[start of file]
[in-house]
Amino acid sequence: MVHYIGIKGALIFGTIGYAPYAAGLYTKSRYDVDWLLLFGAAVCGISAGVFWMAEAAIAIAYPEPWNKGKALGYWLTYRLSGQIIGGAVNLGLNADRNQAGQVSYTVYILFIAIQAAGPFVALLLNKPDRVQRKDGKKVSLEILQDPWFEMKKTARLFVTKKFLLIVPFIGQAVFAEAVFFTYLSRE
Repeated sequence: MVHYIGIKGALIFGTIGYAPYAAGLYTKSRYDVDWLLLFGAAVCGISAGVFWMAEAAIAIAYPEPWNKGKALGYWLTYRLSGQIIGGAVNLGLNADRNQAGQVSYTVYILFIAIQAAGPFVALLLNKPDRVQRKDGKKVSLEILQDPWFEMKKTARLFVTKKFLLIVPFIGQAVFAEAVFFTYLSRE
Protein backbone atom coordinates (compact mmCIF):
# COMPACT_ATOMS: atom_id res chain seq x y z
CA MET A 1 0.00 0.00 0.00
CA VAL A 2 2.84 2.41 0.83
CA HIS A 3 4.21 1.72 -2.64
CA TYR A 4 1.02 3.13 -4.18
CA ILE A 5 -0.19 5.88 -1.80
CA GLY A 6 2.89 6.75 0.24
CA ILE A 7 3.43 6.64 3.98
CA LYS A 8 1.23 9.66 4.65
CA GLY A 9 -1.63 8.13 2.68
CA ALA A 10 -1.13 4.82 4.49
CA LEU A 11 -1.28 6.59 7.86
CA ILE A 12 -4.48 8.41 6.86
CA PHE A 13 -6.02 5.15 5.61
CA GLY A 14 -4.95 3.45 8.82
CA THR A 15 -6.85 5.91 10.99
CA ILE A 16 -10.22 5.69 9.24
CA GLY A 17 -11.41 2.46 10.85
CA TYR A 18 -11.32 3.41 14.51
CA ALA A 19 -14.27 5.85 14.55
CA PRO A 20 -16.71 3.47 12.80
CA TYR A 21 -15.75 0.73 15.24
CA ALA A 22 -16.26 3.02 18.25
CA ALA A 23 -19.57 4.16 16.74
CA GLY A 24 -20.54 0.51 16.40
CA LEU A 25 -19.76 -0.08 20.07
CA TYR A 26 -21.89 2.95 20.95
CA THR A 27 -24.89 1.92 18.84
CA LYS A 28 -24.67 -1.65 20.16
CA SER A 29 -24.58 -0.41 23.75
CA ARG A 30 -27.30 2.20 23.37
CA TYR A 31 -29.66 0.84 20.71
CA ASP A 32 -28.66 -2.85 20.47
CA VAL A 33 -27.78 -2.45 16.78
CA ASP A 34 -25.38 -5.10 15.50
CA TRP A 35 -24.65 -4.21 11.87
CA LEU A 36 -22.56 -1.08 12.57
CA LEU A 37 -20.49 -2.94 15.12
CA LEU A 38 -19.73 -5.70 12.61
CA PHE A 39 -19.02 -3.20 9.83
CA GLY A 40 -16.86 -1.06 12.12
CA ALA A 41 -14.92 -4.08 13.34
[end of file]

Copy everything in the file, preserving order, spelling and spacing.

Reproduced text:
[in-house]
Amino acid sequence: MVHYIGIKGALIFGTIGYAPYAAGLYTKSRYDVDWLLLFGAAVCGISAGVFWMAEAAIAIAYPEPWNKGKALGYWLTYRLSGQIIGGAVNLGLNADRNQAGQVSYTVYILFIAIQAAGPFVALLLNKPDRVQRKDGKKVSLEILQDPWFEMKKTARLFVTKKFLLIVPFIGQAVFAEAVFFTYLSRE
Repeated sequence: MVHYIGIKGALIFGTIGYAPYAAGLYTKSRYDVDWLLLFGAAVCGISAGVFWMAEAAIAIAYPEPWNKGKALGYWLTYRLSGQIIGGAVNLGLNADRNQAGQVSYTVYILFIAIQAAGPFVALLLNKPDRVQRKDGKKVSLEILQDPWFEMKKTARLFVTKKFLLIVPFIGQAVFAEAVFFTYLSRE
Protein backbone atom coordinates (compact mmCIF):
# COMPACT_ATOMS: atom_id res chain seq x y z
CA MET A 1 0.00 0.00 0.00
CA VAL A 2 2.84 2.41 0.83
CA HIS A 3 4.21 1.72 -2.64
CA TYR A 4 1.02 3.13 -4.18
CA ILE A 5 -0.19 5.88 -1.80
CA GLY A 6 2.89 6.75 0.24
CA ILE A 7 3.43 6.64 3.98
CA LYS A 8 1.23 9.66 4.65
CA GLY A 9 -1.63 8.13 2.68
CA ALA A 10 -1.13 4.82 4.49
CA LEU A 11 -1.28 6.59 7.86
CA ILE A 12 -4.48 8.41 6.86
CA PHE A 13 -6.02 5.15 5.61
CA GLY A 14 -4.95 3.45 8.82
CA THR A 15 -6.85 5.91 10.99
CA ILE A 16 -10.22 5.69 9.24
CA GLY A 17 -11.41 2.46 10.85
CA TYR A 18 -11.32 3.41 14.51
CA ALA A 19 -14.27 5.85 14.55
CA PRO A 20 -16.71 3.47 12.80
CA TYR A 21 -15.75 0.73 15.24
CA ALA A 22 -16.26 3.02 18.25
CA ALA A 23 -19.57 4.16 16.74
CA GLY A 24 -20.54 0.51 16.40
CA LEU A 25 -19.76 -0.08 20.07
CA TYR A 26 -21.89 2.95 20.95
CA THR A 27 -24.89 1.92 18.84
CA LYS A 28 -24.67 -1.65 20.16
CA SER A 29 -24.58 -0.41 23.75
CA ARG A 30 -27.30 2.20 23.37
CA TYR A 31 -29.66 0.84 20.71
CA ASP A 32 -28.66 -2.85 20.47
CA VAL A 33 -27.78 -2.45 16.78
CA ASP A 34 -25.38 -5.10 15.50
CA TRP A 35 -24.65 -4.21 11.87
CA LEU A 36 -22.56 -1.08 12.57
CA LEU A 37 -20.49 -2.94 15.12
CA LEU A 38 -19.73 -5.70 12.61
CA PHE A 39 -19.02 -3.20 9.83
CA GLY A 40 -16.86 -1.06 12.12
CA ALA A 41 -14.92 -4.08 13.34